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Self acceptance or self esteem - in memory of Dr Albert Ellis

By Giulio Bortolozzo - posted Thursday, 26 July 2012

Inevitably failure and rejection are part and parcel of our experience. It is very energy sapping to protect our children from every vagary of human existence. Such vigilance also denies our children the opportunity to deal with disappointment and build their own resilience to tough situations. Children need our support and guidance but they also have to learn to stand on their own two feet and protecting them from the reality of rejection and failure does them no favours. "We have to give them self- esteem so that they feel good about themselves,' so has been the wisdom of the recent educational past. What is self esteem and how can you give it to someone? Albert Ellis who passed away five years ago this week said:

'Self-esteem is the greatest sickness known to man or woman because it's conditional.'

He was on to something here, people learning to esteem themselves according to how others viewed them or how well they did at tasks was the order of the day. "I'm good because so and so said I am or I am clever because my teacher said I was. Aren't I good girl?" No you're not! Your self esteem will evaporate quickly until the next time someone else tells you how good you are! You grow to need the approval of others and the fix of getting an A grade in your assignments but this doesn't make you good, clever or any other label you want to put on your sorry self!


No one can give you the worth you've always had and therefore no one can take it away and it is understanding this that gives you resilience. Dr Ellis calls this Unconditional Self Acceptance (USA) meaning 'I'm worthwhile EVEN if you don't think so and EVEN if I get an E in my English assignment.' So you can keep your 'warm fuzzies' to yourself!

Student A in High School A in Australia has four younger siblings and a mother who is dependent on her. Her father left many years ago. She is 14 years old and after she helps dress and feed her family she gets herself off to school everyday. She has dreams and aspirations and daily she 'steps up to the plate' ready for the next 'curve ball' that life will inevitably pitch her way. Will she be called home to help her mentally ill mother or will the local primary school ask her to come and help her younger sister because she 'misses' her so much? This is not a 'once upon a fairytale' situation, this is daily reality for this student. What benefit that she continue to seek the approval of others so that she can 'esteem herself' as a worthwhile person? None whatsoever! What can her school do about it?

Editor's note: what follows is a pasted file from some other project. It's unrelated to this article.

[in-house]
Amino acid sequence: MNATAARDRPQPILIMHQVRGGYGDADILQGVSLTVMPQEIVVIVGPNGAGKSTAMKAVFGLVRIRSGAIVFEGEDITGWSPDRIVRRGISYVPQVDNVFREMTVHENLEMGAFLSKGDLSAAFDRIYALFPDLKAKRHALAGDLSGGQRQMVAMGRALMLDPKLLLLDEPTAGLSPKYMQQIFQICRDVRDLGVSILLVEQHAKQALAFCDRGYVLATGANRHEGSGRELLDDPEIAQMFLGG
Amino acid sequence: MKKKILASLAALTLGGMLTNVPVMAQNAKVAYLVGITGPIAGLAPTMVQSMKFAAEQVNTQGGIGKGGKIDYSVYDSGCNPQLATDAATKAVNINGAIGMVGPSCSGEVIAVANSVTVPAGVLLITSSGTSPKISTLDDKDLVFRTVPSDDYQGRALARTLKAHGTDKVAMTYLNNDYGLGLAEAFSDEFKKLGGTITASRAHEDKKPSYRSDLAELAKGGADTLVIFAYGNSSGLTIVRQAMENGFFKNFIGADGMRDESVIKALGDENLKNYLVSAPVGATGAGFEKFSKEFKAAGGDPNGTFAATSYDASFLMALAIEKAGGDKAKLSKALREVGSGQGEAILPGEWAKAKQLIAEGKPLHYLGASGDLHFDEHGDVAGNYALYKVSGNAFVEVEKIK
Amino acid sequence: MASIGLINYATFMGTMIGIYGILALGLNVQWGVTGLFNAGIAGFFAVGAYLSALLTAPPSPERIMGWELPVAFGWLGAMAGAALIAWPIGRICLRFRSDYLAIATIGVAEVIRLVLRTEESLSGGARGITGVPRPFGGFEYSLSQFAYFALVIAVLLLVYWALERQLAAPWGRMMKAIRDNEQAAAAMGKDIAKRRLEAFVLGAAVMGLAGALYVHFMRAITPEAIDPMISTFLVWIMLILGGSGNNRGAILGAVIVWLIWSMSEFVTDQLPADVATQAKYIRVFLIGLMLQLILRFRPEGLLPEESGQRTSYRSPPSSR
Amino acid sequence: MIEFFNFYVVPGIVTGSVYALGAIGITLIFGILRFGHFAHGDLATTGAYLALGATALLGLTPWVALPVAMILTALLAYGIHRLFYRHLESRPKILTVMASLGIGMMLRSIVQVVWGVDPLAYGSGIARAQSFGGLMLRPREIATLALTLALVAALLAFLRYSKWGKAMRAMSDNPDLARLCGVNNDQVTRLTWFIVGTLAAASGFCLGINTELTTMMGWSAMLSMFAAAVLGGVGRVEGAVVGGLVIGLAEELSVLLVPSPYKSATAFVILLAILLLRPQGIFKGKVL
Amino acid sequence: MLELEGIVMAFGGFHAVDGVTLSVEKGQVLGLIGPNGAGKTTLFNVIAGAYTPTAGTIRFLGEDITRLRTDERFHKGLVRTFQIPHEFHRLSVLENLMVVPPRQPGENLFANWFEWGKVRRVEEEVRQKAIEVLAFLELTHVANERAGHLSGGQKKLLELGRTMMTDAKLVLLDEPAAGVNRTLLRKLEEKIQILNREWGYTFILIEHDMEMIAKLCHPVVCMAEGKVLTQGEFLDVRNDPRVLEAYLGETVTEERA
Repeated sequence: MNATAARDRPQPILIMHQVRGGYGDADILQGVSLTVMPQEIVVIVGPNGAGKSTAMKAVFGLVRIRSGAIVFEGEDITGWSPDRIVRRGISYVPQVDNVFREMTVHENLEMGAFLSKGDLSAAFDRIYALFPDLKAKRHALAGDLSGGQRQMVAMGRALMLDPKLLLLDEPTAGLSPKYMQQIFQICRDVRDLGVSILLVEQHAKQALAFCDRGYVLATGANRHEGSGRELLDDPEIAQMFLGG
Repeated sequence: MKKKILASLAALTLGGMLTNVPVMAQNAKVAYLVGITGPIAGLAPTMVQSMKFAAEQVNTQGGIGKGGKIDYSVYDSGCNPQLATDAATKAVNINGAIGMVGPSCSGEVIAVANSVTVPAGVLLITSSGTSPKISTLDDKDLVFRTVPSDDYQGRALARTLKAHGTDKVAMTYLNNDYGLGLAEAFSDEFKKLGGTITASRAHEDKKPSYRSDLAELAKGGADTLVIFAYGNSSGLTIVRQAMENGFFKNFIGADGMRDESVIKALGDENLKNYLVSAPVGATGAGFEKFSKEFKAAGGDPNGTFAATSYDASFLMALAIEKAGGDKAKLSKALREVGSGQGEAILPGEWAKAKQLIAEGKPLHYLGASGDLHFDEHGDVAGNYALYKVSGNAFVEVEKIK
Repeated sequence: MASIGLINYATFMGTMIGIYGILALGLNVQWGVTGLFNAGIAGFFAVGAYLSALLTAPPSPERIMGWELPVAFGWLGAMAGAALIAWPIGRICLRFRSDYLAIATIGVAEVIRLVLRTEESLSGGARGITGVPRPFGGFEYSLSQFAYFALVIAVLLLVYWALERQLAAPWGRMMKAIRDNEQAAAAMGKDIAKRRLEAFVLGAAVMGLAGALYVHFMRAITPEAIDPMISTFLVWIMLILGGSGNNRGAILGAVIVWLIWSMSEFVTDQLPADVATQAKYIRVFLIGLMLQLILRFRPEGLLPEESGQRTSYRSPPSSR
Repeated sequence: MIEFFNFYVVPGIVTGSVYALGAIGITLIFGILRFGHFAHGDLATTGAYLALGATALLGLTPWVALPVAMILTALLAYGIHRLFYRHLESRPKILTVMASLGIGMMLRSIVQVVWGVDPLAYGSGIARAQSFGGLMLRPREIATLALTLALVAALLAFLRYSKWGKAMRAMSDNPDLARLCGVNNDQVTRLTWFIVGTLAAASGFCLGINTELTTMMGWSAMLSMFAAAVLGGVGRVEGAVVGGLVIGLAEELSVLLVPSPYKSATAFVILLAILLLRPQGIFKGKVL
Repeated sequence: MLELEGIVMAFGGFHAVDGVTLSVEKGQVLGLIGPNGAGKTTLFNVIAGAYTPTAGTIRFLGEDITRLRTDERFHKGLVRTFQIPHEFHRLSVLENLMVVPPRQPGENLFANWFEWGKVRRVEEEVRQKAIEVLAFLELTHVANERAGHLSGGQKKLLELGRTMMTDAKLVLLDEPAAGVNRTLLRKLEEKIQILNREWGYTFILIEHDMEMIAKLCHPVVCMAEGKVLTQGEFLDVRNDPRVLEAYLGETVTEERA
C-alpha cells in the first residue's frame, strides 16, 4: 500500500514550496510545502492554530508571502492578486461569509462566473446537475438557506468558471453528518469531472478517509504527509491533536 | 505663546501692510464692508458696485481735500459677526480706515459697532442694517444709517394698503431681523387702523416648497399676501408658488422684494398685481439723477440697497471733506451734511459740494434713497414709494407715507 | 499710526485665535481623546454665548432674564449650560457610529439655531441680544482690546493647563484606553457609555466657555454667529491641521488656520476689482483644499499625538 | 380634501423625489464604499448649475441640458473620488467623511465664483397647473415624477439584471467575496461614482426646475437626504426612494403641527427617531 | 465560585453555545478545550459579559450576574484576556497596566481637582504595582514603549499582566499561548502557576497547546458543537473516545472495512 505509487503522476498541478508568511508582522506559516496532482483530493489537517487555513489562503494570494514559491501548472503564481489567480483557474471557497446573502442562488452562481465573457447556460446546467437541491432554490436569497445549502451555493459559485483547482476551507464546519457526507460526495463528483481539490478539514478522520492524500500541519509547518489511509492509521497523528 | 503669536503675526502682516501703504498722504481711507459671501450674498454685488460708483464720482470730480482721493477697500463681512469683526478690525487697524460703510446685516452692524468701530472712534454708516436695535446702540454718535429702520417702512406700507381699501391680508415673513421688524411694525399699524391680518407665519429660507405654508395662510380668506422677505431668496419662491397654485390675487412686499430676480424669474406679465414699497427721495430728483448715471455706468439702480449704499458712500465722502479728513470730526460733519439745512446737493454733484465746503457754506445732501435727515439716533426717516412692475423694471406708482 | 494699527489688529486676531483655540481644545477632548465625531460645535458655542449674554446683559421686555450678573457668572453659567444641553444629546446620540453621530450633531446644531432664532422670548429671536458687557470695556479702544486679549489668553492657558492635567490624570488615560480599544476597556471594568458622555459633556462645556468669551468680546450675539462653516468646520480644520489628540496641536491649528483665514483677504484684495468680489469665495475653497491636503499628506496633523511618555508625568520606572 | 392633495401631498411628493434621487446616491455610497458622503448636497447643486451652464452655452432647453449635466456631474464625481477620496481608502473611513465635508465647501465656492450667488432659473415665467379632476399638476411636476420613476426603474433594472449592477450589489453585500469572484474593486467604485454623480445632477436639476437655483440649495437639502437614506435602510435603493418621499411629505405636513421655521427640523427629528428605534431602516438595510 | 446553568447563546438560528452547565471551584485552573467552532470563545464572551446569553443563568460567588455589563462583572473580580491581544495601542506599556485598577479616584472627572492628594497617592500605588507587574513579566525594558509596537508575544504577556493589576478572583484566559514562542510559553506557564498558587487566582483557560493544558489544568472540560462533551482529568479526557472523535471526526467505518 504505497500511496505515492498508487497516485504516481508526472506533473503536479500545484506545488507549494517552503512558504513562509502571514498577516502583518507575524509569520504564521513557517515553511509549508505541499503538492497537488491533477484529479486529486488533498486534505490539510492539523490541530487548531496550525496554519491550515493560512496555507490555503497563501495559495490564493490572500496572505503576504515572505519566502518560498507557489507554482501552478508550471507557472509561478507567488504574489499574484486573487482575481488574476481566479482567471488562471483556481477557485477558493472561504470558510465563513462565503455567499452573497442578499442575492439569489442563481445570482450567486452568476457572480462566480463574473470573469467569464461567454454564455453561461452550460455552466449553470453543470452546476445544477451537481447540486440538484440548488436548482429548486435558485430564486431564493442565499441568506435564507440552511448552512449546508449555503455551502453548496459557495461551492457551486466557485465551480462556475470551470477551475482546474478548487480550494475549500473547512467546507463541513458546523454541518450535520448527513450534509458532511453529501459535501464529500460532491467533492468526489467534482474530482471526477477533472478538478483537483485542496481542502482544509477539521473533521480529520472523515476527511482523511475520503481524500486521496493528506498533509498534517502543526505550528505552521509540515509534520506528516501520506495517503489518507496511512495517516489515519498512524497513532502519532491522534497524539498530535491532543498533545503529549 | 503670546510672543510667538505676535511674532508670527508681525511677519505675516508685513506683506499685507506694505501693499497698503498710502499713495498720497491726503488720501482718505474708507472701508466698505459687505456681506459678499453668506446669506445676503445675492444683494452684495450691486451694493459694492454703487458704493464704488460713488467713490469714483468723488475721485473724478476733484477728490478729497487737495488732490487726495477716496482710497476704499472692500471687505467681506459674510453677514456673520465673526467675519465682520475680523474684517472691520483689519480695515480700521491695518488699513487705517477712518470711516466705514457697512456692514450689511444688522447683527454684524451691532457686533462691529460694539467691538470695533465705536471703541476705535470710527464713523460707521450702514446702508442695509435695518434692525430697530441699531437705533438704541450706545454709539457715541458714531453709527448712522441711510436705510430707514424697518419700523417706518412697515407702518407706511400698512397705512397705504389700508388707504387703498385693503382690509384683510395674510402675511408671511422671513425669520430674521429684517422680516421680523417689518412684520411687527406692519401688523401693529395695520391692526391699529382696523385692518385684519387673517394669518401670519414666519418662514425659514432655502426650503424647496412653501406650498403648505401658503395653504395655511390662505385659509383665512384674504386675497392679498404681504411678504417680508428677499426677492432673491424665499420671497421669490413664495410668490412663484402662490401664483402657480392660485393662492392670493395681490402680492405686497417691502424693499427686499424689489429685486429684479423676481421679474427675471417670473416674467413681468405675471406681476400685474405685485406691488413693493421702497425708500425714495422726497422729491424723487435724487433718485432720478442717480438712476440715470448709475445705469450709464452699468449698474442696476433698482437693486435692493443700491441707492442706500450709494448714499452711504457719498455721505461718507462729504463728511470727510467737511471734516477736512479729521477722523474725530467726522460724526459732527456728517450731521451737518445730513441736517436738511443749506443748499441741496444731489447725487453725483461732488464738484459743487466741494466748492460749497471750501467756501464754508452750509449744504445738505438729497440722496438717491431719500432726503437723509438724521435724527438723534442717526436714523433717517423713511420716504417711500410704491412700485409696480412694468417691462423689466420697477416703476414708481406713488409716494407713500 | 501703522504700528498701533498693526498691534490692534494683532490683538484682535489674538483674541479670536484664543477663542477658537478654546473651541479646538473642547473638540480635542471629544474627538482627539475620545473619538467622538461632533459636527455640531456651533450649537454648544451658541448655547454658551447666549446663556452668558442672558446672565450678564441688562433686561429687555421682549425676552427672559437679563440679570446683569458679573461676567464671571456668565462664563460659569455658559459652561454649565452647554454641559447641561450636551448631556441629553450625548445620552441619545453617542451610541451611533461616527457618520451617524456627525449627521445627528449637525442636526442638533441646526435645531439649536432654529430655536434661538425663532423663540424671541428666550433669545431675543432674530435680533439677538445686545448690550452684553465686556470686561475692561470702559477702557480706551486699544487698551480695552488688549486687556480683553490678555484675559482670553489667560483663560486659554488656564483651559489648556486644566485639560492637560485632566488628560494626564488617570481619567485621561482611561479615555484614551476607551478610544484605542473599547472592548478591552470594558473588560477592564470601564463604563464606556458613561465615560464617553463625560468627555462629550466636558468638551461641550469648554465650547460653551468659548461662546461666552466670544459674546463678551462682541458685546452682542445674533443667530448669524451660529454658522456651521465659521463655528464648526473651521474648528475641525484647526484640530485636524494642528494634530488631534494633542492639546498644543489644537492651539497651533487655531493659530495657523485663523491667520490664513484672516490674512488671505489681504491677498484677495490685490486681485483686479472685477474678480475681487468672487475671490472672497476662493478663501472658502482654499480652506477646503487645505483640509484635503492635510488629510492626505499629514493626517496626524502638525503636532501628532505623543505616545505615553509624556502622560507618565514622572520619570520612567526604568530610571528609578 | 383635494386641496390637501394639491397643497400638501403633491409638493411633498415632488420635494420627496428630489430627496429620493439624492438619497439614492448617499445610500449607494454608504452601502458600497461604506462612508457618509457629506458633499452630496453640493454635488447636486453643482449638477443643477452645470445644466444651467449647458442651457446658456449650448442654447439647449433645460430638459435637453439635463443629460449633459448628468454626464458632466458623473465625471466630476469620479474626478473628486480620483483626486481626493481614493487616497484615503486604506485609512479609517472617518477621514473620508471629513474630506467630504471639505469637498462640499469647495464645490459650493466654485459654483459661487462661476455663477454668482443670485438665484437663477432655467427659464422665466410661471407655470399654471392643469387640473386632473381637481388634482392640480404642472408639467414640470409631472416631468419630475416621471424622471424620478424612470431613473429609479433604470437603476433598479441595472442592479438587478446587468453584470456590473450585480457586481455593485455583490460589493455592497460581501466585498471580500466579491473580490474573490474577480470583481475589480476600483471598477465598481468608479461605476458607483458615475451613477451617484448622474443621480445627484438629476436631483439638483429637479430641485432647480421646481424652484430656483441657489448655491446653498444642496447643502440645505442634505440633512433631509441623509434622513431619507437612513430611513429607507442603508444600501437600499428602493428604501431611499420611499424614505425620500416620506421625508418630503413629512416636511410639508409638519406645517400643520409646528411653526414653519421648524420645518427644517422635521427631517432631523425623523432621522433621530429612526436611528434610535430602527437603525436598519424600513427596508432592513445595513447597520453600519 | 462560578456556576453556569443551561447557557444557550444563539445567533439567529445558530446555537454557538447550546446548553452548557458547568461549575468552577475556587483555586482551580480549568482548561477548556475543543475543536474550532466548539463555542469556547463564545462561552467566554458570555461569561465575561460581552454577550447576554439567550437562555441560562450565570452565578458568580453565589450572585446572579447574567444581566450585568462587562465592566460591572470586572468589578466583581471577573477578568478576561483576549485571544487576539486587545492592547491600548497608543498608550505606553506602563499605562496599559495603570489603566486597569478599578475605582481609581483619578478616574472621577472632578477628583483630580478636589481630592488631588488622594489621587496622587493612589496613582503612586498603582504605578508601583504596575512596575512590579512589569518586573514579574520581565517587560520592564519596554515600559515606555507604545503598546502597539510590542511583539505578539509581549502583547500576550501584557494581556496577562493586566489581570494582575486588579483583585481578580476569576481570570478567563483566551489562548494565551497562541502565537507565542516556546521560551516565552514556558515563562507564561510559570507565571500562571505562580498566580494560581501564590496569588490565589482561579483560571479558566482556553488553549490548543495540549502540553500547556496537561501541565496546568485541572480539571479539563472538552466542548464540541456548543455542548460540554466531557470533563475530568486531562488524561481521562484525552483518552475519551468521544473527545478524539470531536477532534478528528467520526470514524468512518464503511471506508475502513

Albert Ellis said that people who unconditionally accept themselves are less likely to suffer the ravages of extreme depression, anger and anxiety because they don't take what others think of them or how they perform at tasks TOO seriously. Why? Because what they think about themselves is more important than how others view them. 'Think as you will but don't expect me to agree with you' is another way to put it. This idea is embedded in the principles and practice of Rational Emotive Behaviour Therapy created by Albert Ellis in the 1950's and which is a core component of the new 'Positive Psychology' that has been touted in recent years. Albert Ellis was the original Positive Psychologist.

Rational Emotive Behaviour Education is the application of Rational Emotive Behaviour Therapy in teaching practice across all curriculum areas. A school that teaches students daily that their worth is not at question when they fail at a task or find that others reject them and that they are always worthwhile will be protected against Serious Approval Dependence (SAD). This (USA) is the antidote to 'self esteem sickness' and REBE delivers this to very child day in and day out.

Albert Ellis said:

'I think the future of psychotherapy and psychology is in the school system. We need to teach every child how to rarely seriously disturb himself or herself and how to overcome disturbance when it occurs.'


To student A above, though your life is tough and it is difficult to get to school every day and because you may feel so desperate at times is not reason to avoid your studies and to give in. Hang in there and remember you are always worthwhile no matter what! This is the REBE philosophy.

In memory of Dr Albert Ellis creator of Rational Emotive Behaviour Therapy who passed away on July 24th 2007 Vale

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About the Author

Giulio Bortolozzo is an education consultant and counsellor.

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All articles by Giulio Bortolozzo

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